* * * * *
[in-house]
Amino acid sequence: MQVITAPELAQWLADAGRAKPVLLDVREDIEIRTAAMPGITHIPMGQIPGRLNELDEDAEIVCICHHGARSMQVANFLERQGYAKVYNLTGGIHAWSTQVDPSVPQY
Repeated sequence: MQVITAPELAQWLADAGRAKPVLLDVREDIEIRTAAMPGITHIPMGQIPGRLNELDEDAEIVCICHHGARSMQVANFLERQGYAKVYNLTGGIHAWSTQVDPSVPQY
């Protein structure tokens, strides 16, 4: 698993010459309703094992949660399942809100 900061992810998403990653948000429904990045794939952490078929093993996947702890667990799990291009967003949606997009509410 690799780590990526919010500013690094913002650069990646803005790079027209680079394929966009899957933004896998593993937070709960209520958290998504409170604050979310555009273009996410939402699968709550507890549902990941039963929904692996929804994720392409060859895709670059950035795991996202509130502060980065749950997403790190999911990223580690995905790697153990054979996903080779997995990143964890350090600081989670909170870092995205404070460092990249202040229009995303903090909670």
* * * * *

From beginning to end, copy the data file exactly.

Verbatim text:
[in-house]
Amino acid sequence: MQVITAPELAQWLADAGRAKPVLLDVREDIEIRTAAMPGITHIPMGQIPGRLNELDEDAEIVCICHHGARSMQVANFLERQGYAKVYNLTGGIHAWSTQVDPSVPQY
Repeated sequence: MQVITAPELAQWLADAGRAKPVLLDVREDIEIRTAAMPGITHIPMGQIPGRLNELDEDAEIVCICHHGARSMQVANFLERQGYAKVYNLTGGIHAWSTQVDPSVPQY
């Protein structure tokens, strides 16, 4: 698993010459309703094992949660399942809100 900061992810998403990653948000429904990045794939952490078929093993996947702890667990799990291009967003949606997009509410 690799780590990526919010500013690094913002650069990646803005790079027209680079394929966009899957933004896998593993937070709960209520958290998504409170604050979310555009273009996410939402699968709550507890549902990941039963929904692996929804994720392409060859895709670059950035795991996202509130502060980065749950997403790190999911990223580690995905790697153990054979996903080779997995990143964890350090600081989670909170870092995205404070460092990249202040229009995303903090909670």